What about down the line? Unfortunately, we don’t have a Time Stone, nor do we have He Who Remains’ ability to control branch timelines. But what we can say is the Celtics have far greater optionality now than they did a couple of months ago.

The Celtics looked like they were locked in through at least 2022-23 before the Walker trade. Now, all sorts of paths have opened themselves up for the Celtics.

Signing Marcus Smart to an extension took the “shed it all” path to max cap space basically off the table. Creating a large TPE for Fournier cleared it of that path entirely. It was never overly realistic to begin with, as that path would have involved declining Rookie Scale team options for 2022-23 for Romeo Langford, Aaron Nesmith, Payton Pritchard and Grant Williams. That was never going to happen. That’s just wasting potential assets.

If Boston and Robert Williams can reach agreement on a contract extension, expect that to get done. There’s no reason to wait, now that dreams of cap space have all but evaporated. The negotiations should be fascinating, as Williams is overflowing with potential, but has never stayed healthy long enough to put it all together.

Now, Boston projects to function as an over-the-cap team in the summer of 2022 and that’s just fine. Where the messaging of “avoid the tax in 2021-22 because money will be spent in 2022-23” didn’t exactly line up previously, it does now.

Because the Celtics look like they’ll be over the cap next offseason, they can pursue pricey sign-and-trades for stars that may be on the market. Yes, Bradley Beal is the apple of the Boston fan’s eye right now, but he’s not the only star available. Zach LaVine should hit the open market. Taking a step down, Aaron Gordon, Jusuf Nurkic and Jonas Valanciunas could be available and could fill roles for the Celtics. It’s not a banner unrestricted free agent class, but there is quality available.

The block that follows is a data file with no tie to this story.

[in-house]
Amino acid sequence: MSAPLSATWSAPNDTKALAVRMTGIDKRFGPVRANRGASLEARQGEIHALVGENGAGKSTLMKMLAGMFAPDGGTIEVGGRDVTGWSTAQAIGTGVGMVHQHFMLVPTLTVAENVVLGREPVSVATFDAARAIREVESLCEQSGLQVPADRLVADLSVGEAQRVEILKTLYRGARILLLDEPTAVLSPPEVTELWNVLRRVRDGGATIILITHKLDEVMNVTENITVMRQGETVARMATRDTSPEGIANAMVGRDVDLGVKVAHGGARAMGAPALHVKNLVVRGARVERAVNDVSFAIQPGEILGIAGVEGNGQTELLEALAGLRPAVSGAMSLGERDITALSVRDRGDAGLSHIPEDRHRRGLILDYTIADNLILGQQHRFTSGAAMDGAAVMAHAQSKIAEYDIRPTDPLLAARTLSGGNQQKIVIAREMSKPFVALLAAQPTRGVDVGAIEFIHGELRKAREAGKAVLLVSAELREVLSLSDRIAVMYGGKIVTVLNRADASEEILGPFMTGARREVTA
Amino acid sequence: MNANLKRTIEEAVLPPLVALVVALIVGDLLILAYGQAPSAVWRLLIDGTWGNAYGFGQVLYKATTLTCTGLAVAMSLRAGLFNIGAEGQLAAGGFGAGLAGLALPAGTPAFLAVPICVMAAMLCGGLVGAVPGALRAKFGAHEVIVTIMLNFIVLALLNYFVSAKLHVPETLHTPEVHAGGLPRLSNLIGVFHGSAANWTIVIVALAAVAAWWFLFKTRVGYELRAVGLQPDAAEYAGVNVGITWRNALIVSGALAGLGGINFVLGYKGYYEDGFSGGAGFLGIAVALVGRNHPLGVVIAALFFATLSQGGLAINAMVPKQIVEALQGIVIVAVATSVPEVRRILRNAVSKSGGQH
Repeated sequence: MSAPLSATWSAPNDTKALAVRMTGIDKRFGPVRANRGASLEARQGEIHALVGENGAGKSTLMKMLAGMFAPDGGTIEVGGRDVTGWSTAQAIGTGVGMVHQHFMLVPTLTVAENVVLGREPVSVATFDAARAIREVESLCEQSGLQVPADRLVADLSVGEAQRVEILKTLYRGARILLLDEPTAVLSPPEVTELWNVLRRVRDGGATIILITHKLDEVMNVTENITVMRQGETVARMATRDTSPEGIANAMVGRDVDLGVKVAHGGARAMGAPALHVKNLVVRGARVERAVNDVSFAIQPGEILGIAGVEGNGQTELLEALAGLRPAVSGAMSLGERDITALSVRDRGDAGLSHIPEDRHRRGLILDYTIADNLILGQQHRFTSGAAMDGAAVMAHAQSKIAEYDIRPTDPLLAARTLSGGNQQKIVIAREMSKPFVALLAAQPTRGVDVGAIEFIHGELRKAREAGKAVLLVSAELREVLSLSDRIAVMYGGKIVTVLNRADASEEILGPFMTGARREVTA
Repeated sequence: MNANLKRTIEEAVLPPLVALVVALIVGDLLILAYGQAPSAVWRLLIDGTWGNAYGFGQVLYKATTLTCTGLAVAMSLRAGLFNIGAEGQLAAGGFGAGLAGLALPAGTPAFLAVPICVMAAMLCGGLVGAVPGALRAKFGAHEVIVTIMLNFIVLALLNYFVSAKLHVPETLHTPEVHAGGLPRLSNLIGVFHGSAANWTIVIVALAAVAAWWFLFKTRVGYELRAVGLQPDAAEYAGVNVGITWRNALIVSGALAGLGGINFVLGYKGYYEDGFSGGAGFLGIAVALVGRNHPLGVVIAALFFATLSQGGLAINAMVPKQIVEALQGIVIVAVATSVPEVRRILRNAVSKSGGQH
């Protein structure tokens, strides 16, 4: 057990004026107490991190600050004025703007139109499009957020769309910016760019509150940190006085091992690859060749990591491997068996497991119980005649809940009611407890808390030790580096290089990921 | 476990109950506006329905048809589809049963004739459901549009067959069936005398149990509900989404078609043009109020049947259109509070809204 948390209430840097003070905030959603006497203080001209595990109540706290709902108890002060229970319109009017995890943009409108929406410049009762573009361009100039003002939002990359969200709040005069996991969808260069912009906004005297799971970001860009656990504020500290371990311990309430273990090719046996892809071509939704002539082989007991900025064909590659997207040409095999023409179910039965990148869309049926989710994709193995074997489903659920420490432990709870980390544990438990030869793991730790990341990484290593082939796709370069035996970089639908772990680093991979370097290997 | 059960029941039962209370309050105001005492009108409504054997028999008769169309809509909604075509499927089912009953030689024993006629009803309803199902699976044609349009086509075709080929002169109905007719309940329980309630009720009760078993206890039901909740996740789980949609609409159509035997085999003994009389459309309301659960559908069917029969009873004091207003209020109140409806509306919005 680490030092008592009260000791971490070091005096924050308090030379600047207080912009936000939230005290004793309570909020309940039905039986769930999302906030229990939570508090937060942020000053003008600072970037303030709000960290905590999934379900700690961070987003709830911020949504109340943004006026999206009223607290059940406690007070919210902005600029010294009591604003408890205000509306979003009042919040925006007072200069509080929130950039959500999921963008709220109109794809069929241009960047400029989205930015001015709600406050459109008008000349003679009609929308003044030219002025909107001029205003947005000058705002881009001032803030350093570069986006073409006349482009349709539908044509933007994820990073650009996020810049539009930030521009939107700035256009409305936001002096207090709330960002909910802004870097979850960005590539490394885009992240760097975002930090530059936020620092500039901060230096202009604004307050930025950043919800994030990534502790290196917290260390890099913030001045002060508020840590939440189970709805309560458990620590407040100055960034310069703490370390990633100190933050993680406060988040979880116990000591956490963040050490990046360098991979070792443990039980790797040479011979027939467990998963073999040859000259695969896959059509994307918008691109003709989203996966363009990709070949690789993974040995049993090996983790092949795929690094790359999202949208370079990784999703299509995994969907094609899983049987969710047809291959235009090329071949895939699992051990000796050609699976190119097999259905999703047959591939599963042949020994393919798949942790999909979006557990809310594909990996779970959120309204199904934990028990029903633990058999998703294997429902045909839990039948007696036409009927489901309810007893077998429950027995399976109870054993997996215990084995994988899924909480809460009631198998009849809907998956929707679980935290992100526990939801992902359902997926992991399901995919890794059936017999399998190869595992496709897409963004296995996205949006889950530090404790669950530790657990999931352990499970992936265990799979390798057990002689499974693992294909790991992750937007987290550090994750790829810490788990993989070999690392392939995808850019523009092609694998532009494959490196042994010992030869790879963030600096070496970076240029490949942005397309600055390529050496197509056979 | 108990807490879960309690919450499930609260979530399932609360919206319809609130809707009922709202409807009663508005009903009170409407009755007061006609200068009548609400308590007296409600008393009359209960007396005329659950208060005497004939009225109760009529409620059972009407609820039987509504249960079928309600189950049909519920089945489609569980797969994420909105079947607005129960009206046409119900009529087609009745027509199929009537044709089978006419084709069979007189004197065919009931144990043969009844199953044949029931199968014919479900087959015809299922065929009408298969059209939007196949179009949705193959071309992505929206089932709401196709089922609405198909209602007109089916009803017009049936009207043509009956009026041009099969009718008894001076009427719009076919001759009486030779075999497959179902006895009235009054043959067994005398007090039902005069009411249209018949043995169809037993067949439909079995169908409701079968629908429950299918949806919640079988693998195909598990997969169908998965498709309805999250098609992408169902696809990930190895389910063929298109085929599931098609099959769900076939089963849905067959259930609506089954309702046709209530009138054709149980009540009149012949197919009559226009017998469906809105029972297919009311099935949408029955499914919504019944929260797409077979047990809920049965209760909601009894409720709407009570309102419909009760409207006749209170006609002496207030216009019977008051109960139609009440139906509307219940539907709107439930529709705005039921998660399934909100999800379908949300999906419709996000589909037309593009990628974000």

More interesting next summer could be the restricted free agent market. Jaren Jackson Jr. could be out there and he’d be very intriguing for Boston. If the Suns set a spending limit, Mikal Bridges could get squeezed. Collin Sexton could be available if the Celtics are still looking for a long-term answer at point guard.

And that’s before we even examine the traditional trade market. Damian Lillard’s situation remains unresolved. Everyone questions how many more years of losing Karl-Anthony Towns can endure. And another star or two will shake loose as the 2021-22 season plays out. That’s just how it goes in the NBA.

What Stevens has done is put Boston in position to be in the mix. The Celtics have all of their own first round picks. They’ve got a mix of developing young players and a couple of vets on tradable deals. Horford is on a pseudo-expiring deal, and expiring contracts are always movable.

None of this guarantees Boston will be star-hunting in the next couple of years. They could take the approach of viewing Tatum and Brown as their stars, Smart as a core role player-plus and maybe one or the two kids pops too. In this approach, the goal would be to fill out the roster around them.

The important thing is the Celtics now have the tools to do so. They’ve got three good-sized trade exceptions ($17.1 million, $9.7 million and $5 million) to work with. No, they can’t be combined together, but they can each be used to add a helpful player. The $17.1 million one can even be split up to bring in a couple of helpful players.

The short and long-term futures of the Celtics weren’t very bright a couple of months ago, and even as recent as a couple of weeks ago. But the team’s willingness to at least approach the tax, while setting up to cross that threshold in the future, is encouraging. Boston should be better this coming season and is set up to be a lot better down the line. The future isn’t so bright that you need shades just yet, but you might find yourself starting to squint a bit. That’s a win, for now.